Sunday was the last such day of the week that Butch's in downtown Holland MI was open for the summer -- since Ottawa County changed its Sunday liquor laws. It's a wonderful place to eat, and we can't afford to go there enough. (grin) Fried calamari in corn meal, creamy gorgonzola salad, Mrs. Dr. Phil had the halibut with fettucini and feta and Greek olives, I had a lovely butter soft medium rare fillet with a blackberry sauce and garlic gorgonzola mashed potatoes -- and we shared a some sort of lovely chocolate chocolate slice of cake. With a candle. (big-grin) And free. (bigger-grin)
But before that...
The Time Traveler's Wife [PG-13]
Holland 7 Theatre #6, 4:10pm, 2×$5.75.
There was only one other couple in the smallish theatre. We sat in the last row, where there was a loveseat for two roughly nearly the centerline. Comfortable enough for 107 minutes.
We both read the book early in 2005. Best-seller, the question was whether it was SF/F or not -- i.e., the question being raised by non-SF/F fans who didn't want to be caught dead liking something which might be spec fic. This is not your usual time travel tale. Henry doesn't need an H.G. Wells style machine -- he just travels between times. Can't control it, but seems to gravitate to the same places and people over and over.
One of the things we really liked about the book was the necessity of each scene listing how old Henry and Claire are. Things are non-linear and very complicated. Yeah, Dr. Phil aka Mr. Multiple-POV-and-Ping-Pong-Timelines likes that sort of thing. I'd have put the crib notes in the corner of the screen.
Not wild about casting the two main leads. I swear they wanted Eric Bana because he can grow a 5 o'clock shadow like mad. Apparently the film was delayed some time because they needed to do some second unit shoots, but Eric had to outgrow his shaved head from the Star Trek reboot. You'd think they could've done makeup. And I'm not convinced with Rachel McAdams. Claire in the book was a serious redhead, and Claire as a kid had red hair. Ron Livingston (ABC's Defying Gravity) sure is having a good year -- though his character Gomez is having a tough enough time dealing with the reality of the film.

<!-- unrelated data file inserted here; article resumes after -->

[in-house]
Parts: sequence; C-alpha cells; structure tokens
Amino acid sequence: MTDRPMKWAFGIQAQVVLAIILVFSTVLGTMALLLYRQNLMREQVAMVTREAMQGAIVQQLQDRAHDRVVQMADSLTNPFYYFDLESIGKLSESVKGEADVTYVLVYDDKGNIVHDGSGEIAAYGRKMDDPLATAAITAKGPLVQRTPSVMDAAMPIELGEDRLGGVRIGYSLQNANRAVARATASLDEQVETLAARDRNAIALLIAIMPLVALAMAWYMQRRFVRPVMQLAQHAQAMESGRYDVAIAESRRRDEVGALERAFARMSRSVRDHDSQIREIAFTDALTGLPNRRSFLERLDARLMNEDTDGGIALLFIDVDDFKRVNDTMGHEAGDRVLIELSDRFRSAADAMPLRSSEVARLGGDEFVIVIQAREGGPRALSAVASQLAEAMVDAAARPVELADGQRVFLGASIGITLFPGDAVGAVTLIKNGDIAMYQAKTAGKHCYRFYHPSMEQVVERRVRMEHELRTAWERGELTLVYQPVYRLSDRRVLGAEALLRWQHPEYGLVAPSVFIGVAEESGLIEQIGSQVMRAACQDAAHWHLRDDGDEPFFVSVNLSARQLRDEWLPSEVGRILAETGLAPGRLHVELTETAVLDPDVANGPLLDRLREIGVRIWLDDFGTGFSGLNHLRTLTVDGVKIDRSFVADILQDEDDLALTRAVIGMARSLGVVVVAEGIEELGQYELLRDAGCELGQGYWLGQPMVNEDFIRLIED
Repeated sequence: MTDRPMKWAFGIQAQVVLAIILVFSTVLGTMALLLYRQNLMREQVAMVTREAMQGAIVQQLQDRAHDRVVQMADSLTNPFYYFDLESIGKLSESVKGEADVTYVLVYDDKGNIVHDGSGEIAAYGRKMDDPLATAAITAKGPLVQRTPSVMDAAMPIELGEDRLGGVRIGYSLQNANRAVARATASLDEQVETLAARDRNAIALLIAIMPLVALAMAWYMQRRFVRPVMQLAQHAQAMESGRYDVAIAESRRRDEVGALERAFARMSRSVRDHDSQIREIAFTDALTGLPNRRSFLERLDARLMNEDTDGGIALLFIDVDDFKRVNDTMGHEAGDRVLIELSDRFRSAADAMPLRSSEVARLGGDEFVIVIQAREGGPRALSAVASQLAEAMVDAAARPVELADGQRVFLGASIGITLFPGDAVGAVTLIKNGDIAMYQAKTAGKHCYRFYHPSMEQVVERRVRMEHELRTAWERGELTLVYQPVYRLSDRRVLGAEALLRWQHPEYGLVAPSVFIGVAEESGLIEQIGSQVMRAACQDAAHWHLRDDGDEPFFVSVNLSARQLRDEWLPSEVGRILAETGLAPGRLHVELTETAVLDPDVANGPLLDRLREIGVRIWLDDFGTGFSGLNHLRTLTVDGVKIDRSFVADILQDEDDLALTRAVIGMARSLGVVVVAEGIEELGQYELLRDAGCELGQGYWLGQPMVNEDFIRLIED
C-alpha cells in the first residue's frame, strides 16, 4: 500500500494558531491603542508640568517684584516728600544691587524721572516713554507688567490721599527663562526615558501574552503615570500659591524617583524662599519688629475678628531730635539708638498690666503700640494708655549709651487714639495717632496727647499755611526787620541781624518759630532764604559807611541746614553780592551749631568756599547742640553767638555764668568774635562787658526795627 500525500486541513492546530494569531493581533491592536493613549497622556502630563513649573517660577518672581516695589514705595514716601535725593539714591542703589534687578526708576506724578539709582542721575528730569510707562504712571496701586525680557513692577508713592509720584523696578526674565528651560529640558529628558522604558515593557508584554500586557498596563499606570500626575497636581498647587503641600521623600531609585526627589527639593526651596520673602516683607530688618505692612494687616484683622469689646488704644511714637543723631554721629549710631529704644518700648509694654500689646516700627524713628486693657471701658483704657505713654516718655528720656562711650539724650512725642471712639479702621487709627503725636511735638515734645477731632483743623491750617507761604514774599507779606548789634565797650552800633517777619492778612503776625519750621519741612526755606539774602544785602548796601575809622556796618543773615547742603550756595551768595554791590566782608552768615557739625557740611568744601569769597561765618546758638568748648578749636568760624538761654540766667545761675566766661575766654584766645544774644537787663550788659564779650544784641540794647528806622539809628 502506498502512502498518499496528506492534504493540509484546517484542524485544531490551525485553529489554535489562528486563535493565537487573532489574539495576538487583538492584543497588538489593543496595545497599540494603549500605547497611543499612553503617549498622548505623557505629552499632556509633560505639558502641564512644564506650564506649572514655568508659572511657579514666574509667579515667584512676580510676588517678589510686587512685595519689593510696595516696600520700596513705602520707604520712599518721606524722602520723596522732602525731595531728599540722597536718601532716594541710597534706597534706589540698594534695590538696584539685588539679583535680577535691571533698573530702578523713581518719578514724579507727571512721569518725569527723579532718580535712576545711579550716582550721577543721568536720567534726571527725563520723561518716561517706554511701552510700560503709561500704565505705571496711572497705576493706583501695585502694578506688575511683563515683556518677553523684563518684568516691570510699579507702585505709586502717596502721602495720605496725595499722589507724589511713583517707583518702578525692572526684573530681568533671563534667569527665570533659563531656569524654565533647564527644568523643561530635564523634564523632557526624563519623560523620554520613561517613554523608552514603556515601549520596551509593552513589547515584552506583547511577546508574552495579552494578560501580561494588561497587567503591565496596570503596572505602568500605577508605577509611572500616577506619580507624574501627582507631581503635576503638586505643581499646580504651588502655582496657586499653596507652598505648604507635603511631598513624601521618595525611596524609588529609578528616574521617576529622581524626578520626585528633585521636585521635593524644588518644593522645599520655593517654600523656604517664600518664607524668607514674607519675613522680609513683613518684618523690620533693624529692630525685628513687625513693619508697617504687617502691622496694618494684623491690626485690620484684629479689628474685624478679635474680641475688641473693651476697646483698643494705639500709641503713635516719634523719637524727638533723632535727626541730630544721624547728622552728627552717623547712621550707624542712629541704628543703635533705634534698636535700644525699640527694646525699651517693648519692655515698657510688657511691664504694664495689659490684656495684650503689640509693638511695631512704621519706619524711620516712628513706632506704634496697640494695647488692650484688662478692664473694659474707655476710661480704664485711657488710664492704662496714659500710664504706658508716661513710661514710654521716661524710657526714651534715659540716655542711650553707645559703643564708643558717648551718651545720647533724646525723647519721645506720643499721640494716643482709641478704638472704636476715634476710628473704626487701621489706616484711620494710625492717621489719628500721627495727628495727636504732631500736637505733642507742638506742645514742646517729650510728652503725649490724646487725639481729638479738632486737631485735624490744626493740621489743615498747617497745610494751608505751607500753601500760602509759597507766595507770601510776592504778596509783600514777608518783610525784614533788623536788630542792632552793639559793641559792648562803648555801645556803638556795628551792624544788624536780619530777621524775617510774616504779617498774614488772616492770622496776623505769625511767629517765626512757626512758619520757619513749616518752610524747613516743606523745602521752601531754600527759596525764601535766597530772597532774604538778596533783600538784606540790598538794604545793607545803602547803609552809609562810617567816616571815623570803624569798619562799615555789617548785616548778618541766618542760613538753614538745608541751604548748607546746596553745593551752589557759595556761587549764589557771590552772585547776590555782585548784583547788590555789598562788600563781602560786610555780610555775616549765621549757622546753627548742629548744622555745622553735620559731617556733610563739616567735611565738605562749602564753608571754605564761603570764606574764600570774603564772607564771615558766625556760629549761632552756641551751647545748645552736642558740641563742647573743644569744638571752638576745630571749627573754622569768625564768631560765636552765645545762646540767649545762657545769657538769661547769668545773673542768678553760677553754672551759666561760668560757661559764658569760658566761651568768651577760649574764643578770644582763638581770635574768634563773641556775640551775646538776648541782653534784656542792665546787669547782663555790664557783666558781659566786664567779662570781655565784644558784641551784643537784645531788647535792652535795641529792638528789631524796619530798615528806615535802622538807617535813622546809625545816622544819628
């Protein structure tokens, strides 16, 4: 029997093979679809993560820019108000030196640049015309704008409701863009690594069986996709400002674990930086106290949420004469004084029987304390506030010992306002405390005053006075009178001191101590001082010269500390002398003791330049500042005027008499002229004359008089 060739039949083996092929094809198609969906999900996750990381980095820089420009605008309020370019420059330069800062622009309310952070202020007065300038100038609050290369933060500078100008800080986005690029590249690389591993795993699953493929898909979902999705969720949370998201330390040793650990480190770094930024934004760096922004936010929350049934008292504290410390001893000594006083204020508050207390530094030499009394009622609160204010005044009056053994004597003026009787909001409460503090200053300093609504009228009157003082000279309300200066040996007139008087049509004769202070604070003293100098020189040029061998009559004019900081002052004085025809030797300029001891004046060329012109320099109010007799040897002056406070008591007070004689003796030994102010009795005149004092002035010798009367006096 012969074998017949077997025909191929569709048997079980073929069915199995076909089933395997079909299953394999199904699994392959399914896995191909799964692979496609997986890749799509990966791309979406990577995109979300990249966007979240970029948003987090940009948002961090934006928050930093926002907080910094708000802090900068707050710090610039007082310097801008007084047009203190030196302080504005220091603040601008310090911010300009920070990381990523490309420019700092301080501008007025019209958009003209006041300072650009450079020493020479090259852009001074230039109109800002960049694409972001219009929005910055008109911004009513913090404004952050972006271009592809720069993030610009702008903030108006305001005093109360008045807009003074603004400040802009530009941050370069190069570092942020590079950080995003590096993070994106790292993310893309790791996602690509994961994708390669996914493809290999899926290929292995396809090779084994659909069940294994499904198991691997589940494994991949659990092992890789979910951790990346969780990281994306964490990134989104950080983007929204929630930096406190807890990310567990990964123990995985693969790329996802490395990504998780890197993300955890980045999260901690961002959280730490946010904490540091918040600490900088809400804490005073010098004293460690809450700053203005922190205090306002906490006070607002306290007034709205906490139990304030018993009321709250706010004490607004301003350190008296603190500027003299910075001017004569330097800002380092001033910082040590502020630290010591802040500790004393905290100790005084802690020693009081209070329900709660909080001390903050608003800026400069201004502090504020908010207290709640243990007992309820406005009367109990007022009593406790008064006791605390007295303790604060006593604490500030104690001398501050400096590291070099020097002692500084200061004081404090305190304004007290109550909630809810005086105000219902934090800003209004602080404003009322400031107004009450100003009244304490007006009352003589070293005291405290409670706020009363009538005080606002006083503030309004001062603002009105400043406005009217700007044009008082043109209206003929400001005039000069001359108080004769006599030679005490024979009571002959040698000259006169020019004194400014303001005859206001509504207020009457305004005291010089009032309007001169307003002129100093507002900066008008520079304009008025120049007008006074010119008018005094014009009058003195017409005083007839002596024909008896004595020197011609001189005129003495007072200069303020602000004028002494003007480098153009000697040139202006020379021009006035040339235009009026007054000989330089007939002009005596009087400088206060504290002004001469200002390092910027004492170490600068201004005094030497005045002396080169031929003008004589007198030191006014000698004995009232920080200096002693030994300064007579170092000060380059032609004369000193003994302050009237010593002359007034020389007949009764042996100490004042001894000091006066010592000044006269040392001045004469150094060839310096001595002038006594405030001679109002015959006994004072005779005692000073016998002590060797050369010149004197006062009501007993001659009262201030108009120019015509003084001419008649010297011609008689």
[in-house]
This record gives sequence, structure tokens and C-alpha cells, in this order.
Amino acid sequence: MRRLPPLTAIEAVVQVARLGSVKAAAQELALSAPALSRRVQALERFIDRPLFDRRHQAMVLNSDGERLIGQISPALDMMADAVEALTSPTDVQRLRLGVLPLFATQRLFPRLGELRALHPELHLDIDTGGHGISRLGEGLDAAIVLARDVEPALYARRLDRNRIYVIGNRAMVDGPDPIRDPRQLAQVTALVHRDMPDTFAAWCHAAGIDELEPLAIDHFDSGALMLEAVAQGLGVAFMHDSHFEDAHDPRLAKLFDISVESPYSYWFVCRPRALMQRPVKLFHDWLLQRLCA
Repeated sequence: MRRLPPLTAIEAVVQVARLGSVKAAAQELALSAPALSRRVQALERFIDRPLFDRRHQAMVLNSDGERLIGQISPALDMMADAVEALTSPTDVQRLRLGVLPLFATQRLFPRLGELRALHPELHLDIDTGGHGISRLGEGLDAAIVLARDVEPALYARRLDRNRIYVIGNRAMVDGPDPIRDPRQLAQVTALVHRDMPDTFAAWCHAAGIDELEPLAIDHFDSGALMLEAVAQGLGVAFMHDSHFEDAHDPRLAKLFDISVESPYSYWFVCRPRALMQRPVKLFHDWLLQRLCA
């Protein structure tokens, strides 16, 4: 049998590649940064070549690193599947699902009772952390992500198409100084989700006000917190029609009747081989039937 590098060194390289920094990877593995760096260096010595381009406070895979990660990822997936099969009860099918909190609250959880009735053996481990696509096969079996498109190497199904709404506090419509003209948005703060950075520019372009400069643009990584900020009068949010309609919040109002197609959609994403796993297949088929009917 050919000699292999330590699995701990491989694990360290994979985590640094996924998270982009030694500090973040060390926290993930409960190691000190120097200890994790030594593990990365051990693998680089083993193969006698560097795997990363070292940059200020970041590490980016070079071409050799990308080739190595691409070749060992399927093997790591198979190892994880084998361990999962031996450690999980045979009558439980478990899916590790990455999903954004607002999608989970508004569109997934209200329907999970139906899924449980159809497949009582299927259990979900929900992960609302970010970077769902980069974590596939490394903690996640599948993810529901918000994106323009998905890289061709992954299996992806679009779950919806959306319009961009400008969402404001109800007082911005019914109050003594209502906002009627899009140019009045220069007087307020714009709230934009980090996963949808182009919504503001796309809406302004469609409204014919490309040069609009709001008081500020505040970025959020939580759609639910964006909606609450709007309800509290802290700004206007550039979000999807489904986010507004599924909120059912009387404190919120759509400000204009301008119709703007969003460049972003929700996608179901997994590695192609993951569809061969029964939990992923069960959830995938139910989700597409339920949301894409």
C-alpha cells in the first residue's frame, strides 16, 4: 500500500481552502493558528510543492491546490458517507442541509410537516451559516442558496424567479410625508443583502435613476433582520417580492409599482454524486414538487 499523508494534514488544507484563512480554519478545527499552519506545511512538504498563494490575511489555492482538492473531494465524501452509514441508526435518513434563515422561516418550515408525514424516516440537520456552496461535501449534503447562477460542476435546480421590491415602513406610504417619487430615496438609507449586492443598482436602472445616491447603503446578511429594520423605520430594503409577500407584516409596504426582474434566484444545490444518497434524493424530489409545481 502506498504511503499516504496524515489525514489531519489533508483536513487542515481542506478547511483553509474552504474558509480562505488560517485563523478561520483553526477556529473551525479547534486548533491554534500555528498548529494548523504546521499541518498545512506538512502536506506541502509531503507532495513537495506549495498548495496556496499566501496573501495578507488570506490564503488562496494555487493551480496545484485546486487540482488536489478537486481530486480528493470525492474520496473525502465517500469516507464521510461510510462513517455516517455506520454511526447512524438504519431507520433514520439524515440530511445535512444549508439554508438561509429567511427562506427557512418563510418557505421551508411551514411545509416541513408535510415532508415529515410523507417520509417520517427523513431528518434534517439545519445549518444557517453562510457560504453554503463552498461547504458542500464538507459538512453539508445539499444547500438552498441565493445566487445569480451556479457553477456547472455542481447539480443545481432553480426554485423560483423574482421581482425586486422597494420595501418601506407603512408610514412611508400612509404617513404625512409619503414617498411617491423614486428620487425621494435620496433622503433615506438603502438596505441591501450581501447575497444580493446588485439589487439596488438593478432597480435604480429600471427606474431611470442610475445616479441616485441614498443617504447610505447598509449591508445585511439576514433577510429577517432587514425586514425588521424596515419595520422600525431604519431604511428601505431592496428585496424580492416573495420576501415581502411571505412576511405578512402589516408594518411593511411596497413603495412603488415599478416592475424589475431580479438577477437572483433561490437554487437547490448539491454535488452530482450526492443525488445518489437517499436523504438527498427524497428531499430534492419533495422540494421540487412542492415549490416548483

Also not wild about the dematerializing special effect. It felt very fake and unrealistic and slow to me. On the other hand, they did a nice job with the daughter Alba, using two sisters to portray ages 4-5 and 9-10. Compression of the story line and characters, necessary with taking a novel to a movie, eliminated a lot of the edge. In particular Claire's family should've been nastier and Henry's troubles much, much worse. A number of difficult situations were omitted. Also the library special collections in the movie is just anonymous Chicago and not the Newberry, which means something to those who know libraries. (grin) And they've streamlined Alba's story. Perhaps it was time, though the movie was only 107 minutes and they could've made it longer, but I suspect they got too obsessed with making it a PG-13 rating. There's already the slightly creepy aspect of an older Henry and a child Claire meeting in secret all the time. Author Audrey Niffenegger managed to thread that needle pretty well in the book, and The Time Traveler's Wife Lite version of the movie does similarly.
And I'm pissed that they didn't include the final meeting from the book. I, for one, would've made it an after-the-credits Dr. Phil Special. But that's me.
Still, you might think from the above that we hated it, but we didn't. We were suspicious of the movie, based on the trailer, wondering if they could do the story justice. And they did good enough. I mean, read the book and you'll probably enjoy the movie. Read the book second and you'll probably see what I meant by all the edginess being smoothed over.